Bram Stoker Dracula doodle

Bram Stoker Dracula doodle

… her breast heaved softly … And then insensibly there came the strange change which I had noticed in the night … the mouth opened, and the pale gums, drawn back, made the teeth look longer and sharper than ever … and said in a soft voluptuous voice, such as I had never heard from her lips: ‘Arthur! Oh, my love, I am so glad you have come! Kiss me!’ — Bram Stoker, Dracula

He was deadly pale, just like a waxen image, and the red eyes glared with the horrible vindictive look which I knew too well … — Bram Stoker, Dracula

Lower and lower went her head as the lips went below the range of my mouth and chin and seemed about to fasten on my throat … I could feel the soft, shivering touch of the lips on the supersensitive skin of my throat, and the hard dents of two sharp teeth, just touching and pausing there. I closed my eyes in a languorous ecstasy and waited – waited with a beating heart. — Bram Stoker, Dracula

Dracula is the classic Gothic novel by Bram Stoker.

There are two creatures of horror that are known to everyone – Dracula and Frankenstein – though in popular misconception neither bear much resemblance to their original creations.

Both Bram Stoker’s Dracula and Mary Shelley’s Frankenstein have led to a whole genre of horror movies, though none bear much resemblance either to the original characters or to the novels in which they first appear.

Bram Stoker’s novel Dracula (1897) was not the first novel to bring to the attention of the public the nature of vampires, but it was the one that gripped the public imagination, possibly because of its barely suppressed strong sexuality.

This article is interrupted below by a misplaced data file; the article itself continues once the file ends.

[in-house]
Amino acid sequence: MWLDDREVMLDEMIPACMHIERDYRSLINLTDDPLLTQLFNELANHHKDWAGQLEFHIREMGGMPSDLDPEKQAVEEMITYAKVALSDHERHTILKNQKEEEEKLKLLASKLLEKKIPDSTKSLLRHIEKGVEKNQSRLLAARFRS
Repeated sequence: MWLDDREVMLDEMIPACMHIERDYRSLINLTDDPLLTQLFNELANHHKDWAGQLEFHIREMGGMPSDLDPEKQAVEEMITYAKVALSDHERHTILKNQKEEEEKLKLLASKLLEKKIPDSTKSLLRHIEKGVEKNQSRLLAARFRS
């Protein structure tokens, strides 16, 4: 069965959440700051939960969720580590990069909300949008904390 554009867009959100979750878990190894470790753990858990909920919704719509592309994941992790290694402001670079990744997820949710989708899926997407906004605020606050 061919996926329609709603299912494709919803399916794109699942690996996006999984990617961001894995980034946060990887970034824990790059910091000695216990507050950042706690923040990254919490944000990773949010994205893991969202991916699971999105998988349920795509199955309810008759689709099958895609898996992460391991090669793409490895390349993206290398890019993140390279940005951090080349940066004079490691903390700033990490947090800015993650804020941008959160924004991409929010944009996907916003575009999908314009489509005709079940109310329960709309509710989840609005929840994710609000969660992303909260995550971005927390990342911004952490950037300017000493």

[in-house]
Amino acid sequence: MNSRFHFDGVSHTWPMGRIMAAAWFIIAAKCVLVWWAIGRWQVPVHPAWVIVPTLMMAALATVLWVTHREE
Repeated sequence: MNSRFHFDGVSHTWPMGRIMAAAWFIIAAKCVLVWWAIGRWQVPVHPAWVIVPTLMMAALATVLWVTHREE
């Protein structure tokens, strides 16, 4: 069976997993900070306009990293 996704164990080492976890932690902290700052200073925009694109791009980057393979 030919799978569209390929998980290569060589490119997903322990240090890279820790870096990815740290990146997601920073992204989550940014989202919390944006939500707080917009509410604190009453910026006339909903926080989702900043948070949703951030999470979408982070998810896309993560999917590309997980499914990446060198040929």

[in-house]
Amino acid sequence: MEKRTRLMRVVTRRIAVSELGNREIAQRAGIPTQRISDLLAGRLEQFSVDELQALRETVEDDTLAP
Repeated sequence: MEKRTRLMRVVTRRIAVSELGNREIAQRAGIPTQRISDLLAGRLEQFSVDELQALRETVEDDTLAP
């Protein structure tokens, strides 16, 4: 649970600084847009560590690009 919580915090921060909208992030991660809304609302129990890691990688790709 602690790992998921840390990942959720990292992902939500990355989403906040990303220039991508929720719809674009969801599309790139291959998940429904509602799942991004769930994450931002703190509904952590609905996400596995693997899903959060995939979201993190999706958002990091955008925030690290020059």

Lucy’s vampire tendencies were associated with strong sexuality, the New Victorian Woman who longed for sexual freedom and liberty. Lucy had the desire to be had by at least three men, which she expressed with the thought ‘Why can’t they let a girl marry three men, or as many as want her?’. She then quickly represses the desire reminding herself, ‘But this is heresy, and I must not say it.’ But once she becomes a vampire, she is free to indulge her sexual fantasies.

BBC has dramatized Dracula, and in doing so, has brought out the sexual nature of the original work.

Dracula starts with Jonathan Harker on his way to Dracula’s castle, where three female vampires feast upon him. The description of the journey to the castle is very much akin to the writing of Ann Radcliffe.

BBC once again shoots itself in the foot and is only holding Dracula on-line for a couple of weeks.

Bram Stoker (1847-1912) was born in Dublin, the third of seven children. He was a sickly child and didn’t gain his strength until he was about seven. He studied at Trinity College, then worked for a short time as a Civil Servant. As president of the university Philosophical Society, he introduced Oscar Wilde. He travelled to London where he became a close friend of Henry Irving. He was secretary to Irving, also manager of the Lyceum Theatre and Irving’s theatre company. He met the American poet Walt Whitman (1884). He died in 1912 at the age of 64, possibly from syphilis.

Today Bram Stoker’s 165th birthday.

A modern retelling of Dracula is The Historian by Elizabeth Kostova.

The film clip is from the 1922 silent film Nosferatu. It depicts when Dracula came ashore at Whitby, only gets it slightly wrong, the ship ran ashore at full speed, the crew all dead.

Top Story in QuoteLit scr*@*pbook (Friday 9 November 2012).

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